Domestic cattle are referred to as hosts of A. m sum by most authors, but Matthysse (1954) found it only En ~s, and then rarely, in Northern Rhodesia. Mules (Nuttall and War. burton 1916. Robinson 1926. Sousa Dias 1950). Horses (Theiler, unpublished records). Sheep, goats, dogs, donkeys (Sousa Dias 1950 .

Man (As synonyimus A. varie atum nocens: Robinson 1912* and subsefintly frequently quoted withdut Zdditional observations).

"'Striped antelope" (D'dnitz 1909). Sable antelope, roan ante. lope, and eland (Robinson 1926, Schwetz 1927A; Congo specimens in Onderstepoort collection). Hartebeest, kudu (Robinson 1926).

Zebra) (Schwetz 1927A). Buffalo (Jack 1942*). Wart(.hog (Schoenaers ) 1951A . Ankole topi Damaliscus korrigum andae Hoogstraal 19540 . The nymphal specimen,from a monkey, mentioned 5; Santos Dias (19542),

should be checked against A. varie atum. "Wild hosts only in Northern Rhodesia“ (Matthysse I9§Z).



See REMARKS and IDENTIFICATION below. All authors who refer

to collecting localities for A. E%§1_nl1 stress the fact that it is a highland species.

s recor s ould be re in con unction wit statements :1 REMARKS and in IDENTIFICATION below.


E‘: A. ~Ann is said to attack African children's heads and causes sIoug ng o the skin. This has not been substantiated.

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According to Robinson (l9l2*), A. m sum (= A. varie atum nocens) occurs in the Rhodesias and Roz que chiefly In Bushveld from 2000 to 3000 feet elevation and seldom above [.000 feet. He further stated that this tick is notorious for the damage it does to stock in the Rhodesias, where it is known as the "Pyaemia tick‘. However, Morris (l933,l935,l936) attributed "'tick..pyaemia"‘ in Northern Rhodesia to A. varie atum. In Southern Rhodesia, Jack (1918) referred "ixod'ic Iymphangitis“ to A. varie atum, Sinclair (1916) associated skin diseases of cattle_witE A. varie atum, and Jack (l928,l937,l9l.2) also mentioned only A‘. varie atum with reference to abscesses and sloughing of the hosts‘ sHn. In his first two papers Jack did not differentiate between A. varie atum and A. sum, but in his 191.2 report he stated that the Iocal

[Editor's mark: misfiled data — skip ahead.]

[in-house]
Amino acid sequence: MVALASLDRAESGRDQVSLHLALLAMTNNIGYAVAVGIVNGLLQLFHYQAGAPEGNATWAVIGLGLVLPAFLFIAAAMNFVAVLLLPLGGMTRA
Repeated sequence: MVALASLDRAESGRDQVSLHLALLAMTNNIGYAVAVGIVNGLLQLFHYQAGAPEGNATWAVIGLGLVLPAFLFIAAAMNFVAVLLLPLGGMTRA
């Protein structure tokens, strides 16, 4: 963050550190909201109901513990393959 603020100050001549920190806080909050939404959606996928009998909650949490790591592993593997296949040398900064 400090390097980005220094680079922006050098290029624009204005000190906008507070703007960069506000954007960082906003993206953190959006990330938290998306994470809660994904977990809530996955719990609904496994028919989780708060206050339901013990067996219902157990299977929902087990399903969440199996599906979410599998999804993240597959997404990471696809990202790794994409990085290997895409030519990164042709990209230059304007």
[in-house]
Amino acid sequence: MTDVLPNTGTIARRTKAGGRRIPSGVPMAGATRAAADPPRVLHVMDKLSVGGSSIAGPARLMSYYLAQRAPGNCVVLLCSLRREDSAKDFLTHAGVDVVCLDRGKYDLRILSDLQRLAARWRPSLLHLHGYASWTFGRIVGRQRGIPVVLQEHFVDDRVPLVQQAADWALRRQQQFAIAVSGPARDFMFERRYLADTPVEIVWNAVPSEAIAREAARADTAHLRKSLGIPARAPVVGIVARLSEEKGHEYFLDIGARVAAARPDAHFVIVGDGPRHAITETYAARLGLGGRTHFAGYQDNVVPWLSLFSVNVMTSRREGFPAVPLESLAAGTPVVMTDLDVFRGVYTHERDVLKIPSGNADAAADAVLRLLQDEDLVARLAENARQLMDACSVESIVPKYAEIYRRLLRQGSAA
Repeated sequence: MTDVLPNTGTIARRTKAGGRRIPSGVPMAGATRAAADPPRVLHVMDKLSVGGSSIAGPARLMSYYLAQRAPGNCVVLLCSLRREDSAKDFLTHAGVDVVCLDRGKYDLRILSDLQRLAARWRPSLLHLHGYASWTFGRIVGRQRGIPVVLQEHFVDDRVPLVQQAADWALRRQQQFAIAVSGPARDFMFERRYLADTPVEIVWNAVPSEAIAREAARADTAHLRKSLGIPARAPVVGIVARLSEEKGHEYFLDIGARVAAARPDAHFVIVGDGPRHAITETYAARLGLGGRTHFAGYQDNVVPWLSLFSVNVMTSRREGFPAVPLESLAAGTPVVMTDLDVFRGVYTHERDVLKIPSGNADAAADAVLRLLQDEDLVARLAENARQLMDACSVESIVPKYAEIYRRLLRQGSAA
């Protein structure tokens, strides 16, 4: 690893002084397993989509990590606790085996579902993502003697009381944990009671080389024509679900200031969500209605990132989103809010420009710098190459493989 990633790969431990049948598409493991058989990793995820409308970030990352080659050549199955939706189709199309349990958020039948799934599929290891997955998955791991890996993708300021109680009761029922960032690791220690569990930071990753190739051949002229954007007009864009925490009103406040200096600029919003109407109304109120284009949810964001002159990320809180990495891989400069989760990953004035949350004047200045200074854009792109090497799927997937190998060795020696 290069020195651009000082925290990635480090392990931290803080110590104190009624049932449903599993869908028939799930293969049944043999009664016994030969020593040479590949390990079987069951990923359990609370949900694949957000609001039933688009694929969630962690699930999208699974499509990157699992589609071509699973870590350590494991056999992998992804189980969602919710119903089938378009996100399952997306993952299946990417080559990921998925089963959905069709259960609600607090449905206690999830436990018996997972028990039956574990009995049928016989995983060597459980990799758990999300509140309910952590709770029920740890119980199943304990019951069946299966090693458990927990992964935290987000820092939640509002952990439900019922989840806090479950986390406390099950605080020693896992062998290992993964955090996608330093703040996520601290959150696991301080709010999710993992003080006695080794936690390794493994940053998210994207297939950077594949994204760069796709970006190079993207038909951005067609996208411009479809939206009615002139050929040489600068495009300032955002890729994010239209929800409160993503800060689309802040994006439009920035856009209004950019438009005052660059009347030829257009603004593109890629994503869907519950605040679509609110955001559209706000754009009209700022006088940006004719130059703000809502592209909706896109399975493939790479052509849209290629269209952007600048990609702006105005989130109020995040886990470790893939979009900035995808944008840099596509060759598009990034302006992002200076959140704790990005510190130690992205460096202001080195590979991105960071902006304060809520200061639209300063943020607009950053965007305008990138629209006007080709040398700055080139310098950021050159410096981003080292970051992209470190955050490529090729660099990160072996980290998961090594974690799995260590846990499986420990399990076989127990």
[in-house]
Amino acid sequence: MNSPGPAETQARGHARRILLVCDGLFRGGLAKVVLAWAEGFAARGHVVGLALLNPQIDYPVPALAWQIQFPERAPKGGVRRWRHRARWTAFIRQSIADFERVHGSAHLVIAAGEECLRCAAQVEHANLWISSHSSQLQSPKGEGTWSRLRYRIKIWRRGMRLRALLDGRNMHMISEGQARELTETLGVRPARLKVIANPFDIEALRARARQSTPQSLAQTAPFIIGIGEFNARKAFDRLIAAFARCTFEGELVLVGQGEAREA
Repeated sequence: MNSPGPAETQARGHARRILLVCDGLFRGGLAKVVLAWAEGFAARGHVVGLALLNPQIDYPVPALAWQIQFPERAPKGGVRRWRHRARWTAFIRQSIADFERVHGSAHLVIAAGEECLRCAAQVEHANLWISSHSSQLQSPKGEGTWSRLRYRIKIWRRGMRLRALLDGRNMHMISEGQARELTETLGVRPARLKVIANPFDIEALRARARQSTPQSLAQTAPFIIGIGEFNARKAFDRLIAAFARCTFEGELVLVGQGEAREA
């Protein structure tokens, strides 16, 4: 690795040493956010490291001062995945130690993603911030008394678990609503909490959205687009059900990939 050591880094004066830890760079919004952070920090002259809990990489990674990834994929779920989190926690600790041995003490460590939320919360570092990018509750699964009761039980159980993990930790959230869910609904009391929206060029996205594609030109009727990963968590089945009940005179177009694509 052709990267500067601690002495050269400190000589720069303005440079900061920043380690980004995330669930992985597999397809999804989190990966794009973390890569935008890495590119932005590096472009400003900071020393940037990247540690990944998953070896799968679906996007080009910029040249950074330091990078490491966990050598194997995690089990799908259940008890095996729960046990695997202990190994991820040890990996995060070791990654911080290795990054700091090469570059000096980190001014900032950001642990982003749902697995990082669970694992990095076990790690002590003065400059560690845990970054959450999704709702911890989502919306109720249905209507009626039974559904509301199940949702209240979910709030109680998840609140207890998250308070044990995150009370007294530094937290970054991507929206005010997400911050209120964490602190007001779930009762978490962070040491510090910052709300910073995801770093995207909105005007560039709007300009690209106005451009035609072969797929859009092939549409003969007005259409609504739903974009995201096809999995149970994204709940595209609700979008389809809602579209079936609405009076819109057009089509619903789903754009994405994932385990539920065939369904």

highI s w ere win would be expected to occur, are free of amblyommas but t at some male specimens of A. variegatum from

the lowlands may show a tendency to resemble AT Egosum. See also IDENTIFICATION below.

Theiler (correspondence) calls attention to the following facts that may modify many of the above reports concerning A. ~. Robinson's (1912 ,l926) remarks concerning A. o - sum

n zambique and Southern Rhodesia are based on statements of Mr. E. M. Jarvis. Jack's recordsfor Southern Rhodesia apparent. ly are quoted from the same source, for no further data are pre. sented. The extensive Onderstepoort collection has no speci.. mens from Southern Rhodesia. Thei1er's correspondence with

Dr. Lawrence, Assistant Director (Research) of the Southern Rhode. sia Veterinary Department, indicates that he is not aware that _A.


*This record should be read in conjunction with statements in